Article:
As geographers have turned to the myriad ways in which spaces are produced with and through digital technologies, the notion of the platform has emerged as a key theoretical lens. While the word suggests a "raised level surface" equally accessible to all (Gillespie, 2010), the contemporary experience of platforms shows them to be anything but neutral.
This session brings together papers dealing in various ways with platforms and their political and economic entanglements with property markets, "smart city" rhetoric, ride-hailing, and mobility data. In challenging the simple egalitarian promises of such systems, this work reveals more complex pictures of exclusion and dispossession that platforms can facilitate.
|Presenter||Christina Frendo*, Queen's University, Betsy Donald, Queen's University, The impossibility of evidence-based public policy in an era of private platform capitalism||15|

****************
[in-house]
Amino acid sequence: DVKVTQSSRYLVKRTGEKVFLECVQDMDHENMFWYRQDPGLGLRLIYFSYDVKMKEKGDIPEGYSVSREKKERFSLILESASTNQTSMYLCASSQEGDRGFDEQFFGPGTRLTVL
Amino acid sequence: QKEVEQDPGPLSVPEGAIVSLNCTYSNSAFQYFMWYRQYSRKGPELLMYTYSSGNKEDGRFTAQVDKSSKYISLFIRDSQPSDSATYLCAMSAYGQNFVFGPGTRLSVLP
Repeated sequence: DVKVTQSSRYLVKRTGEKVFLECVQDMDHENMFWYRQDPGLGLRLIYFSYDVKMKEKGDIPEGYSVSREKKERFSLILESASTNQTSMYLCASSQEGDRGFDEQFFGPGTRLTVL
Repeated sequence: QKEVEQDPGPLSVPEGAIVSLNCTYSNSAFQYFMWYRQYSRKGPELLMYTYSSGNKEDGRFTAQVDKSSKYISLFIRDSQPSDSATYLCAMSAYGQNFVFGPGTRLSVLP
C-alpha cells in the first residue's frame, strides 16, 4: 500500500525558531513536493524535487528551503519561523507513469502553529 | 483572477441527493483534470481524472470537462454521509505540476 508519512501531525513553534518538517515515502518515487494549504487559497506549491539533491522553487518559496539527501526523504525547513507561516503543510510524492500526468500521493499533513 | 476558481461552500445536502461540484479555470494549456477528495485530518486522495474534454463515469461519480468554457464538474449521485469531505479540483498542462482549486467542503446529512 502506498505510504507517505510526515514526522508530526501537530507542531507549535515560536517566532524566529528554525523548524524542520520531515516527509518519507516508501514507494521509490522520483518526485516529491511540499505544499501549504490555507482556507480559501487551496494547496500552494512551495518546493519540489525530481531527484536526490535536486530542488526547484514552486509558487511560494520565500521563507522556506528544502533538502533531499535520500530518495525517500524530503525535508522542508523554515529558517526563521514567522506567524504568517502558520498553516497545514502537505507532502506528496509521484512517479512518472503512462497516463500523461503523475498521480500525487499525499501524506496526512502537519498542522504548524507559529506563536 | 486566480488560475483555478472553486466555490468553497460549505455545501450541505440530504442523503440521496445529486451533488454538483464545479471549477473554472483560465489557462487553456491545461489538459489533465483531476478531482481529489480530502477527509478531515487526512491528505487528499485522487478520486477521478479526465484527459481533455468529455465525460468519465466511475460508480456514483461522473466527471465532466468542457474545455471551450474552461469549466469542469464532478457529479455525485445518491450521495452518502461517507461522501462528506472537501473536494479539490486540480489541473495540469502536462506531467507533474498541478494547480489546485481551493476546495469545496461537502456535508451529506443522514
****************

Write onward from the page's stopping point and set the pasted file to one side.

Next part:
|Presenter||Peter Dunn*, University of Washington, Can platform urbanism be agonistic? The case of mobility data specifications||15|
|Presenter||Sean Grisdale*, University of Toronto, Toronto the Smart? Situating Sidewalk Labs in a genealogy of the "smart city"||15|
|Presenter||Ian Spangler*, UNIVERSITY OF KENTUCKY, Proptech imperialism and platform real estate: the case of Vieques, Puerto Rico||15|
|Presenter||Michael McCanless*, University of Kentucky, Platform Finance: Upstart and the Securitized Futures of Debt beyond Credit||15|
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